In the case where acetic acid in which such small amount of iodine compound remains is used as the raw material, if the catalyst is very sensitive to the small amount of the iodine compound, the concentration of the iodine compound used as the raw material has to be lowered to an extremely small amount (several scores ppb) so as for the iodine compound to be suitable to the process.

Thus it is required that the concentration of the iodine compound remaining in the acetic acid be lowered to an extremely low level.

As the conventional iodine or iodine compound (to be called iodides) removing methods, there is an oxidation method (U.S. Pat. No. 3,709,705), methods using chemicals as a scavenger (U.S. Pat. Nos. 4,246,195 and 4,664,753), a hydrogenation method (U.S. Pat. No. 4,792,420), a distillation method (U.S. Pat. No. 4,029,553), and a crystallizing method (Japanese Patent Laid-open No. Sho-50-126610).

In these methods, although there are some differences, the cost for the distillation or the cost for the chemical salts constitutes the major expenses, thereby making them uneconomical. Further, the regeneration of the chemical salts used is difficult.

Meanwhile, there is known a method in which the iodine compound is removed by using a solid adsorbent. This method is different from the above cited methods, and has an advantage that the expense for the distillation and the expense of the chemical substance can be saved.

The typical methods are: the method using ion exchange resin (U.S. Pat. No. 3,943,229), the method using zeolite with a metal supported therein (U.S. Pat. No. 4,088,737), the method using silica with a metal supported therein (U.S. Pat. No. 3,838,554), the method using a ceramic with triethylene diamine supported therein, and the method using an activated charcoal with SnI2 supported therein (J. Nucl. Science and Technol 9(4), 197, 1972). All the above methods remove the iodine compound by using the adsorbent.

However, in the case where the iodine compound is removed by using a solid adsorbent, not only the treatment of large amounts is impossible, but also the metal salts supported on the adsorbent or the chemical compounds are extracted, thereby contaminating the acetic acid.

SUMMARY OF THE INVENTION

The present inventors made studies on how to solve the problem of the conventional methods, and the present invention is based on these studies.

It is the object of the present invention to provide a method for removing iodine compounds from acetic acid, in which the iodine compound is removed by using a solid adsorbent agent in the form of an activated carbon fiber having a high strength, a large bulk density, and a large specific surface area, so that the treatment of large amounts should be possible, and the acetic acid should not be contaminated by the foreign materials extracted from the adsorbent, and the adsorbent can be repeatedly used by regenerating it.

BRIEF DESCRIPTION OF THE DRAWINGS

The above object and other advantages of the present invention will become more apparent by describing in detail the preferred embodiment of the present invention with reference to the attached drawings in which:

FIG. 1 is a graphical illustration of the regeneration of activated carbon fiber with N2 flushing at the temperature of 20-400 C. The iodine removal efficiency is plotted in FIG. 1 against I2 feeding defined as milligram of I2 fed to the adsorbent bed per gram of adsorbent accumulated from the start of the run to the point when the measurement was made.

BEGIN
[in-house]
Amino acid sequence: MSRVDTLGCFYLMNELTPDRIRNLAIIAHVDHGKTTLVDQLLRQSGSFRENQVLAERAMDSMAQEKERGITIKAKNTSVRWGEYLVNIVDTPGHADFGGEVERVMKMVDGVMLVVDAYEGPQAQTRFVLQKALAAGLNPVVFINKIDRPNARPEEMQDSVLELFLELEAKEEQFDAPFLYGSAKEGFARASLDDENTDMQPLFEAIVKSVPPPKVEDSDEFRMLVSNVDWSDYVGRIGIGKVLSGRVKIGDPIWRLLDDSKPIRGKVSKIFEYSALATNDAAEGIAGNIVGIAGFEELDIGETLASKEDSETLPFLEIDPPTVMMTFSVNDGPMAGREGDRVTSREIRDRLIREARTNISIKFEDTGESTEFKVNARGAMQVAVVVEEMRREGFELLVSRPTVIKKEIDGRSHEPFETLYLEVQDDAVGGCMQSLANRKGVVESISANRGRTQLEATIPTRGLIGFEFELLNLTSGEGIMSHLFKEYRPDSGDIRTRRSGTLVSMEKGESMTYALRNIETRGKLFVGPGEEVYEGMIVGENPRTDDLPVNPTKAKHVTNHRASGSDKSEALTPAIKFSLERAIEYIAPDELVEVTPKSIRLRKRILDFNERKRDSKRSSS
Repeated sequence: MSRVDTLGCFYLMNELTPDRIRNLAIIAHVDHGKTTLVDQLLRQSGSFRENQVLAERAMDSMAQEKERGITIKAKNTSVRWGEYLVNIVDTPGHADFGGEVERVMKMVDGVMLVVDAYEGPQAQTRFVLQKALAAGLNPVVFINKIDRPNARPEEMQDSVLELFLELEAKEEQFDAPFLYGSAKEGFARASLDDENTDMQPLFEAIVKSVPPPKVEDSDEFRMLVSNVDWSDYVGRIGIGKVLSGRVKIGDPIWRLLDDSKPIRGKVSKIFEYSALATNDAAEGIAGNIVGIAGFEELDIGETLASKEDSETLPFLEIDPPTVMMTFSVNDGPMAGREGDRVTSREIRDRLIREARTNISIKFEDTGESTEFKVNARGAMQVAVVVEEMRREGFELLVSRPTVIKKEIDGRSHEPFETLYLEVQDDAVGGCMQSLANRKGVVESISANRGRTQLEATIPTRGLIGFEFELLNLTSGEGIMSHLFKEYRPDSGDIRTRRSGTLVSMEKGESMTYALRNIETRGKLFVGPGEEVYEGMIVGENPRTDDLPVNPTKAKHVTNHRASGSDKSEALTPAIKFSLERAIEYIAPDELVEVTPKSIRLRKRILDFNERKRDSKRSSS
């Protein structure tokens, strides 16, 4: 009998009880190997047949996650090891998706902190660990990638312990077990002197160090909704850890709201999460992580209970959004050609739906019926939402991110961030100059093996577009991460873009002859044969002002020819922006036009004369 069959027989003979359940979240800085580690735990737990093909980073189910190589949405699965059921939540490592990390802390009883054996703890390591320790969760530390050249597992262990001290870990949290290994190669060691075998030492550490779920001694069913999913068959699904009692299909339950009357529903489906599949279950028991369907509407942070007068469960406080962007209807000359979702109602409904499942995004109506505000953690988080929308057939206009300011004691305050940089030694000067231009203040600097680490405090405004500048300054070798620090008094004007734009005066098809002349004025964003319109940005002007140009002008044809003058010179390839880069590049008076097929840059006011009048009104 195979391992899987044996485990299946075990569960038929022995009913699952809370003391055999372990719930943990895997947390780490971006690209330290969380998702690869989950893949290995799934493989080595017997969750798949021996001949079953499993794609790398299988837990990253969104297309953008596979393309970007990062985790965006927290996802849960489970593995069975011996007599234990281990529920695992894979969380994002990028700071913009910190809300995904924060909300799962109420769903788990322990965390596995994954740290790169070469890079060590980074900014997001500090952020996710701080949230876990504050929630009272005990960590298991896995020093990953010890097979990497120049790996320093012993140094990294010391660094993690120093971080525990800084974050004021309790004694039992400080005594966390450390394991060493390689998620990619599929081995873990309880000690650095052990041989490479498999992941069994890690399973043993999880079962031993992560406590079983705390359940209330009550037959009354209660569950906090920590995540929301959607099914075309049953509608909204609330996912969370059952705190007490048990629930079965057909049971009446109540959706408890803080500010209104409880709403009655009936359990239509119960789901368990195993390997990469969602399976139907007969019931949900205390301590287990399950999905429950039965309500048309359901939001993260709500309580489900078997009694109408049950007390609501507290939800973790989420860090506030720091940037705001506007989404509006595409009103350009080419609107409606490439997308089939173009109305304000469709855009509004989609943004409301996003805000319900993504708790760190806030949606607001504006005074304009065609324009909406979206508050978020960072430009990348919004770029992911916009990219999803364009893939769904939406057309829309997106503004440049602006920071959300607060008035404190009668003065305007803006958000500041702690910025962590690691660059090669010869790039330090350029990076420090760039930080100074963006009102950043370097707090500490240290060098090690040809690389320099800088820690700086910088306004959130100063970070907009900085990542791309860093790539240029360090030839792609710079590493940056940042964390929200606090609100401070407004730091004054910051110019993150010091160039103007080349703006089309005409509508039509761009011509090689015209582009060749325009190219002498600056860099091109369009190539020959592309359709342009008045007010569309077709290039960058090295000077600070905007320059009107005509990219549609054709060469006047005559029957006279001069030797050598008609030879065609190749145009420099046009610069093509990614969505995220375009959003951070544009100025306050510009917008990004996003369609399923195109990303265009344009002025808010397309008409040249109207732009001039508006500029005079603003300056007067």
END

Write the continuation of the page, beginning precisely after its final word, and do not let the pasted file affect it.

DESCRIPTION OF THE PREFERRED EMBODIMENT

The present invention provides a method for removing the iodine compounds from acetic acid by using a solid adsorbent. The solid adsorbent agent is an activated carbon fiber.

The present invention will be described in more detail.

The activated carbon fiber should have preferably a strength of 100-250 MPa, a bulk density of 0.01-0.2 g/cm3, and a specific surface area of 1,000-2,500 m2/ g.

As the method for activating the carbon fiber, there is a method for steam activating the pitch-based carbon fibers, and a method of carbonizing the carbon fiber at a high temperature after activating it by means of phosphoric acid or ZnCl2. The most desirable of the aforementioned two is the steam activating method conducted at a temperature of 500-1000 C.

In the present invention, the activated carbon fiber thus prepared can be used as a adsorbent after treated by ammonia, hydrogen gas, chlorine gas, or water.

The activated carbon fiber having the above physical properties is installed in the form of a filter, and the acetic acid containing the iodine compound is passed through the fiber filter at a certain flow rate, so that the iodine compound contained in the acetic acid is removed by being caught by the activated carbon fibers.

When the acetic acid containing the iodine compounds passes through the activated carbon fibers, the flow rate of the acetic acid should be preferably 1.0-50.0 ml/min per g of adsorbent. The reason is that, if the flow rate is less than 1.0 ml/min, the productivity becomes too low, and that, if the flow rate is more than 50 ml/min, the regeneration period for the adsorbent agent becomes too short, thereby making it uneconomical, and making it impossible to operate the apparatus continuously. Further, in the case of the latter, too much iodine compound will remain in the acetic acid.